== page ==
B.C. rally decries lack of federal regulation targetting shipbreaking operations
By Chuck Chiang
A Vancouver Island community is sounding the alarm about the lack of federal and provincial regulations targetting boat-dismantling operations that may leak pollutants like asbestos and heavy metals into Canadian waters.
Several residents of Union Bay, B.C., located about 180 kilometres northwest of Vancouver, voiced their opposition to one such local operation during a rally on Sunday, decrying the lack of specific rules that would prevent boat-dismantling on the shores of nearby Baynes Sound.
The rally’s organizers, The Concerned Citizens of Baynes Sound, say Deep Water Recovery has been dismantling barges at a Union Bay site for the last two years, and there is fear among local residents that the operation may release hydrocarbons, raw sewage and cadmium into the marine environment. Baynes Sound is where 50 per cent of B.C.’s harvested shellfish come from and is also the location of the last commercial coastal herring fishery in the Georgia Straight, they added.
No federal rules
But Canada has no federal rules specifically regulating shipbreaking, and the B.C. Ministry of Environment says in a statement that Deep Water has the necessary permits as a company operating in the “commercial waste management or waste disposal industry.”
Deep Water Recovery declined The Canadian Press’s request for comment.
Union Bay resident and rally organizer Ray Rewcastle says the community was shocked to find out the lack of regulation on boat dismantling, but added they are even more perturbed that municipal, provincial and federal governments had little understanding about shipbreaking as an industry before residents spoke up.
“It’s not something that should be done in an area like Baynes Sound,” said Rewcastle, who estimated about 200 people attended Sunday’s rally. “It should be done in an industrial port like the Port of Vancouver, Esquimalt or Nanaimo… deep water ports that, basically, you can have 100 per cent containment with dry docking.”
Toxic substances including asbestos, heavy metals
Shipbreaking is considered hazardous because of the toxic substances present within a vessel, which may include asbestos, heavy metals and hydrocarbons.
The Comox Valley Regional District filed a notice of civil claim against Deep Water in April 2022 in B.C. Supreme Court, seeking an order to prevent the dismantling of vessels at the Union Bay site due to zoning bylaw violations.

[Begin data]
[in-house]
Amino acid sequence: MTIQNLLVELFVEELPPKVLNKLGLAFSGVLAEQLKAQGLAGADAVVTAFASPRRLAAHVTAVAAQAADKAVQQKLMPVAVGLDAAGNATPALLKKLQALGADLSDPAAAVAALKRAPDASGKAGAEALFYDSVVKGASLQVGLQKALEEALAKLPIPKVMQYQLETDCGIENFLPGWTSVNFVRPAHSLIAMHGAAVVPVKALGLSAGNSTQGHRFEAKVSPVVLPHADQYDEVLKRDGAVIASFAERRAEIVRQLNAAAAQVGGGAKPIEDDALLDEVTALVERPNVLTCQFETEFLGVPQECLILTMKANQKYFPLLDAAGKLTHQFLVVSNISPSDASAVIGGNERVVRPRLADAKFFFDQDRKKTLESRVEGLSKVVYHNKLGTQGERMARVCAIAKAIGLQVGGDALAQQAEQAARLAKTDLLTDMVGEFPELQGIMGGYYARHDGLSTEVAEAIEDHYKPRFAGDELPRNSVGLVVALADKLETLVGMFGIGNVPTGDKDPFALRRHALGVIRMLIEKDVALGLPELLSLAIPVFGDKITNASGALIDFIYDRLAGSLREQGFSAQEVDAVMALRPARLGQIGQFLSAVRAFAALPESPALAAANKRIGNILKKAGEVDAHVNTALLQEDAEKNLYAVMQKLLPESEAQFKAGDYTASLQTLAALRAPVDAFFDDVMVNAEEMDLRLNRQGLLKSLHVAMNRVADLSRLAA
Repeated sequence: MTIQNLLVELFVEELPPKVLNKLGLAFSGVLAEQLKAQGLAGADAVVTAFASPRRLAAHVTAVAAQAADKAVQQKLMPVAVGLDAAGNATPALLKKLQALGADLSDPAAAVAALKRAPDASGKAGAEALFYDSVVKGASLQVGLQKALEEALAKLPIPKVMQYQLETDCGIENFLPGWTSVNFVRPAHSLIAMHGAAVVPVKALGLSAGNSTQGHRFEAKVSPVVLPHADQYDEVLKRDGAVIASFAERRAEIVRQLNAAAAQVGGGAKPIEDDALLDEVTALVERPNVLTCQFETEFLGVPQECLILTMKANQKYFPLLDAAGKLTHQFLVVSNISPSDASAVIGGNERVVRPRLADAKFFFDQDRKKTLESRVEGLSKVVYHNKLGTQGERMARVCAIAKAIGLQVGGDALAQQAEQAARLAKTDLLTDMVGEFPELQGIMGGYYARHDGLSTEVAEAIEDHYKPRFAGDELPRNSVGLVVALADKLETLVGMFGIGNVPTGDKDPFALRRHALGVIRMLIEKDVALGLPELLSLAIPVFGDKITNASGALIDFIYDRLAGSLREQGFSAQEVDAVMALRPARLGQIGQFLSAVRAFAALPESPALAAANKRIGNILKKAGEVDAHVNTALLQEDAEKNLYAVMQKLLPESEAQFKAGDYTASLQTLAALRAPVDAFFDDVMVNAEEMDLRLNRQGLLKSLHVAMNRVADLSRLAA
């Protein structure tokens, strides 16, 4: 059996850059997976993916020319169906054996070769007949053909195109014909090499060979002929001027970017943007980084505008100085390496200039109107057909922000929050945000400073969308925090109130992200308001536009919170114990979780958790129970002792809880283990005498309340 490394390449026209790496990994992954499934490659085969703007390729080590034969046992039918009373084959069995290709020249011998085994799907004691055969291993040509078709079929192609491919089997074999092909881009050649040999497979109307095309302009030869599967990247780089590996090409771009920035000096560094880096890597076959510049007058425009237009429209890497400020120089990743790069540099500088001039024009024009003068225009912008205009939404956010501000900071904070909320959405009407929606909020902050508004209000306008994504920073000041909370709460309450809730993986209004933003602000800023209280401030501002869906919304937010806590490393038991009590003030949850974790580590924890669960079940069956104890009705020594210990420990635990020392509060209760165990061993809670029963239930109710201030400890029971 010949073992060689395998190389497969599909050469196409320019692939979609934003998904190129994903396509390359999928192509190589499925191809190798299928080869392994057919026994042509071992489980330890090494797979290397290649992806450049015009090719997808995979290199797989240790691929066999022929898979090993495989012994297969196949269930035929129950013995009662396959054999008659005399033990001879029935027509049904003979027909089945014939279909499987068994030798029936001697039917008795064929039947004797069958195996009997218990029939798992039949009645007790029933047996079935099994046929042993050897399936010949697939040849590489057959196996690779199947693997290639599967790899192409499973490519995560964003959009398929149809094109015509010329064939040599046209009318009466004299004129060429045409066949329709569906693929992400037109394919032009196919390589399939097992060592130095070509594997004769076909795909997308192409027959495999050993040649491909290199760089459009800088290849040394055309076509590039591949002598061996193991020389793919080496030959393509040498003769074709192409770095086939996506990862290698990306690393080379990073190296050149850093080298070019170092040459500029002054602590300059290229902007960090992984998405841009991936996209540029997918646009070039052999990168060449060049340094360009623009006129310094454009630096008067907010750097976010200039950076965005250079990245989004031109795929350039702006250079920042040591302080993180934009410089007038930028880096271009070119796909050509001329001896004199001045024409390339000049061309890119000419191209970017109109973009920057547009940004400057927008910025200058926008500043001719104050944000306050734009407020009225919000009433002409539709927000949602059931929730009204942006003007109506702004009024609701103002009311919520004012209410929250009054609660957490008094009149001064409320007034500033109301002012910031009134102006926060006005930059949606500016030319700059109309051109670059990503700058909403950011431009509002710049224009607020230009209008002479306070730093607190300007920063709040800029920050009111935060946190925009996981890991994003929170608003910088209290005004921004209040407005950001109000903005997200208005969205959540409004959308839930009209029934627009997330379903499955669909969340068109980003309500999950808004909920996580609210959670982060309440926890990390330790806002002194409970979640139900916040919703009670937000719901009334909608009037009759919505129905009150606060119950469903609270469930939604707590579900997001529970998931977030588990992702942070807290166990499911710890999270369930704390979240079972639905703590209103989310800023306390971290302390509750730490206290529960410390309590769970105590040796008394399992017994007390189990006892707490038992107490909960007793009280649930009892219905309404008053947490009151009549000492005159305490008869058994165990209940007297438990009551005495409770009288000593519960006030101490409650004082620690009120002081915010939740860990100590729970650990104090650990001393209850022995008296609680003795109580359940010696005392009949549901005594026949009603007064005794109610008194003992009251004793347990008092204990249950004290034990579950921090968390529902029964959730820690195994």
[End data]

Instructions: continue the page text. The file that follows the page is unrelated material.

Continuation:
In its legal response, Deep Water and its co-defendent Union Bay Industries said its activities “fall within the uses permitted” under the zoning bylaws.
Deep Water also said municipal officials have conducted visits since March 2020 while barges were either being transported to or disassembled at the site, and have not raised any concerns.
“At all material times, the Plaintiff has had ample knowledge of Deep Water’s operations and activities, including multiple visits by the Plaintiff’s staff and elected officials, after which several representations were made confirming Deep Water’s compliance with the Zoning bylaw,” the legal response read.
Provincial warnings, advisory
The B.C. Ministry of Environment issued a statement saying it has issued three warnings and one advisory against Deep Water after site visits and water sample analysis, including discharging waste into the environment without authorization.
In January, the province also ordered Deep Water to set up a monthly monitoring and sampling plan — and the submitted data is currently under review.
“If required, the ministry will take further enforcement action to ensure compliance, including pollution prevention orders,” the statement said.
Courtenay-Alberni NDP MP Gord Johns, who represents Union Bay federally and spoke at Sunday’s rally, said Ottawa is currently holding consultations “until the fall” on improving Canada’s shipbreaking laws.
Johns said it is crucial that such laws are put in place as soon as possible, since what happened at Union Bay can happen elsewhere in the country if nothing changes.
He said the federal government has not done enough on other fronts, such as only requiring a self-reporting, voluntary certificate for hazardous material entering Canada on foreign vessels.
But for the residents of Union Bay, Johns said the province and federal government must “use all the tools they have” to make sure companies like Deep Water are following existing regulations.
“When it was raised that we don’t want to be a dumping ground for international vessels, it’s too late,” Johns said of the federal response so far. “You know the vessels are coming into Canada that couldn’t even be brought into Mexico or the United States because we have such weak regulations… And here you’ve got a company doing business in a community, and they have not gained social license.”
The B.C. Supreme Court has yet to set a date to hear the case between the Comox Valley Regional District and Deep Water.
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